Effects of Exemestane on Bone Strength (MAP3BSS)
Currently, NCIC CTG is conducting an international breast cancer prevention trial (MAP.3) examining the effects of a new therapy (exemestane) for breast cancer prevention in postmenopausal women at increased risk of developing this disease. Exemestane blocks estrogen production, which may be beneficial for preventing breast cancer, but may have negative effects on bone. Studies in rats showed that exemestane might have a more favourable bone profile than others in its class, but data is lacking in women. As postmenopausal women are at risk for developing osteoporosis, determining whether exemestane causes bones to weaken is crucial for women considering it for long-term use. Dr. Cheung's team will follow the bone health of 354 women in MAP.3 in detail over 2-5 years to delineate the effects of exemestane on bone strength. This research will inform us on the safety of exemestane for breast cancer prevention.
|Study Design:||Observational Model: Cohort
Time Perspective: Prospective
|Official Title:||Effects of Exemestane on Bone Strength in Postmenopausal Women at Increased Risk of Developing Breast Cancer|
|Study Start Date:||April 2007|
|Estimated Study Completion Date:||June 2015|
|Estimated Primary Completion Date:||May 2012 (Final data collection date for primary outcome measure)|
study participants in the MAP.3 study are randomly assigned to either placebo or 25 mg exemestane daily for 5 years. Allocation is blinded. We are following 354 of these study participants and are blinded to treatment allocation.
Aromatase inhibitors (AIs) are a new class of endocrine therapy for the treatment and prevention of breast cancer in postmenopausal women. They are more efficacious than tamoxifen in treating advanced breast cancer. Because of their ability to almost completely deplete estrogen levels in the circulation, they have the potential to adversely affect bone metabolism in postmenopausal women. Previous animal data from our group suggests that exemestane, a steroidal AI, may have a more favourable effect on bone metabolism than the non-steroidal AIs. As osteoporosis poses a significant health risk in postmenopausal women, determining the long-term effects of exemestane on bone is crucial for women considering long-term use of this type of therapy for breast cancer prevention. Currently, the National Cancer Institute of Canada Clinical Trials Group (NCIC CTG) is conducting a primary breast cancer prevention trial, MAP.3, examining the effects of exemestane for the prevention of breast cancer. This is a multicentre double-blind placebo-controlled randomized trial involving 4560 postmenopausal women at increased risk of developing breast cancer. This is being conducted at approximately 60 sites across Canada, the United States and Spain. Postmenopausal women at risk of developing breast cancer are randomized to receive either exemestane or placebo for five years. We propose to conduct a 2-year companion study in a subset of 300 women participating in 3 geographic locations (Toronto, Canada; Mayo Clinic in Rochester (US)and UC Davis in California (US)) who do not have osteoporosis at baseline, to investigate the effects of exemestane on bone structure and density. Our primary objective is to determine whether exemestane will cause a clinically and statistically significant difference in percent change in total volumetric bone mineral density (BMD) at the distal radius as measured by high-resolution peripheral quantitative computed tomography (pQCT) from baseline to 2 years as compared to placebo. Our secondary objectives are: 1) to determine the effects of exemestane on cortical and trabecular volumetric BMD as measured by pQCT scans at 1 and 2 years; 2) to examine the effects of exemestane on other bone geometric parameters such as cortical thickness, trabecular thickness, trabecular separation and trabecular number at 1 and 2 years; 3) to investigate the effect of exemestane on the percent change in BMD at the lumbar spine (L1-L4) and the total hip as measured by dual energy X-ray absorptiometry (DXA) from baseline to 1 and 2 years as compared to placebo; and 4) to determine the effect of 2 years of exemestane on bone strength index as compared to placebo. All participants in this companion study will be provided with calcium and vitamin D supplementation. Measurements of volumetric BMDs and bone geometric parameters will be obtained by pQCT using Xtreme CT, and measurements of areal BMDs will be obtained by DXA using Hologic or Lunar densitometers at baseline, 1 year and 2 years, according to standard protocols. The three participating centres will undergo pQCT and DXA quality control procedures standard in multicentre protocols. All pQCT and DXA scans will be centrally analyzed at University Health Network Bone Density Laboratory by an International Society of Clinical Densitometry (ISCD) certified technologist.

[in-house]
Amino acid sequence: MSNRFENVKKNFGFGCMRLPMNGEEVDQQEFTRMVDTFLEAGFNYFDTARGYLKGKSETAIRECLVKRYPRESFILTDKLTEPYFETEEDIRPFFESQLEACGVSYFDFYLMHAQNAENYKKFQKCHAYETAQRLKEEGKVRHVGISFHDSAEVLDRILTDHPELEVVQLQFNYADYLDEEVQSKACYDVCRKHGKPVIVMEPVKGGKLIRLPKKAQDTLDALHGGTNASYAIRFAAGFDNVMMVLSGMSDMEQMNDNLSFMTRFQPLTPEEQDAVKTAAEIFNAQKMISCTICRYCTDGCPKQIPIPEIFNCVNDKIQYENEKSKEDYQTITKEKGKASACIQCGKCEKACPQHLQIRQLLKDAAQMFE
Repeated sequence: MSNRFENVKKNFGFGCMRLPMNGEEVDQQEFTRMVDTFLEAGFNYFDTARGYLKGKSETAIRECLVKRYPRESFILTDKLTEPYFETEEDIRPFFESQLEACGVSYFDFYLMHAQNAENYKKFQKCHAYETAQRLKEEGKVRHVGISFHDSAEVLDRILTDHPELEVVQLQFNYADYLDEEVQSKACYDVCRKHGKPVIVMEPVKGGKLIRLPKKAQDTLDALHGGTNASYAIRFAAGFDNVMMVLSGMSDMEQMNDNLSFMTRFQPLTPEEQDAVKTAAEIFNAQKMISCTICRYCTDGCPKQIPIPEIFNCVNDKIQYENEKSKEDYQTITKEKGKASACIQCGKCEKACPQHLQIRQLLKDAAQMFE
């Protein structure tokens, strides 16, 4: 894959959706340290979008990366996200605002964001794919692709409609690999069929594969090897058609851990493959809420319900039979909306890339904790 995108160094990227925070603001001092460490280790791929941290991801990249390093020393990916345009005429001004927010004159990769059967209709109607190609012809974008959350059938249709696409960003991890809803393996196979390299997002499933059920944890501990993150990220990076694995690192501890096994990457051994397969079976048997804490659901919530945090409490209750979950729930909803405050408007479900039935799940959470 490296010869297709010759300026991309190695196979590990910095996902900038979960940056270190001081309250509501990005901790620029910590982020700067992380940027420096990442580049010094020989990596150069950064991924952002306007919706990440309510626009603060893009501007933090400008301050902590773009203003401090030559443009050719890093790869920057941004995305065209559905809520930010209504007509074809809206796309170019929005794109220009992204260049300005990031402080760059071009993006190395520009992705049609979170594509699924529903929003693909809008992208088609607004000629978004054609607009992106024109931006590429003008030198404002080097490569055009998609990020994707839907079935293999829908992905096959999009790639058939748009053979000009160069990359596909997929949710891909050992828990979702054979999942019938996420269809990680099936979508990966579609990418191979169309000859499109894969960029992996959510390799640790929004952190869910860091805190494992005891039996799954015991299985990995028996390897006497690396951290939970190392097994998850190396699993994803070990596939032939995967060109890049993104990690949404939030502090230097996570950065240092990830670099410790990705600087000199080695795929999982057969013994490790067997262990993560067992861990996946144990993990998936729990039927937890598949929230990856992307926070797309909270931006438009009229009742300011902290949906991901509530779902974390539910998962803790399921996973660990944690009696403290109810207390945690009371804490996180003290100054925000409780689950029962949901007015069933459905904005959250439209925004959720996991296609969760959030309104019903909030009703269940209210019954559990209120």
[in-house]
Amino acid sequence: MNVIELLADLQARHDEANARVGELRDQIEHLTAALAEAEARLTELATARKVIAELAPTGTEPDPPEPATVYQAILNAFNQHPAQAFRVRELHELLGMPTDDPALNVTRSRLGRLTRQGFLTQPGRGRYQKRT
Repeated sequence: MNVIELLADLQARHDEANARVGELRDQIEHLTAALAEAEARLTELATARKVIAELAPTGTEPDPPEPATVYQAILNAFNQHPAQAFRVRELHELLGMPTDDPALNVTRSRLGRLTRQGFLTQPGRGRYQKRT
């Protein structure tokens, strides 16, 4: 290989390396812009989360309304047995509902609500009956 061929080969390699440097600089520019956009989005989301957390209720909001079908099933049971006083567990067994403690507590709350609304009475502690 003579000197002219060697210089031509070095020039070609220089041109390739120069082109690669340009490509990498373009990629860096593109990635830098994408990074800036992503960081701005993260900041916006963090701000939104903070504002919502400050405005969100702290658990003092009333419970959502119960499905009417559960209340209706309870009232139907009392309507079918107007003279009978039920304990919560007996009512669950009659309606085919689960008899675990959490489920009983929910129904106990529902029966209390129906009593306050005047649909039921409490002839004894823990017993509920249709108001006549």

The results of this companion study will help us understand the long-term effects of exemestane on bone health in postmenopausal women at risk of developing breast cancer. This information will help clinicians establish practice guidelines on BMD screening and osteoporosis prevention in postmenopausal women on long-term exemestane therapy for the prevention of breast cancer.
|United States, California|
|University of California Davis|
|Sacramento, California, United States, 95817|
|United States, Minnesota|
|Rochester, Minnesota, United States, 55905|
|University Health Network, TGH|
|Toronto, Ontario, Canada, M5G 2C4|
|Women's College Hospital|
|Toronto, Ontario, Canada, M5S 1B6|
|Mt. Sinai Hospital|
|Toronto, Ontario, Canada, M5G 1X5|
|Principal Investigator:||Angela MW Cheung, MD, PhD||University Health Network, Toronto|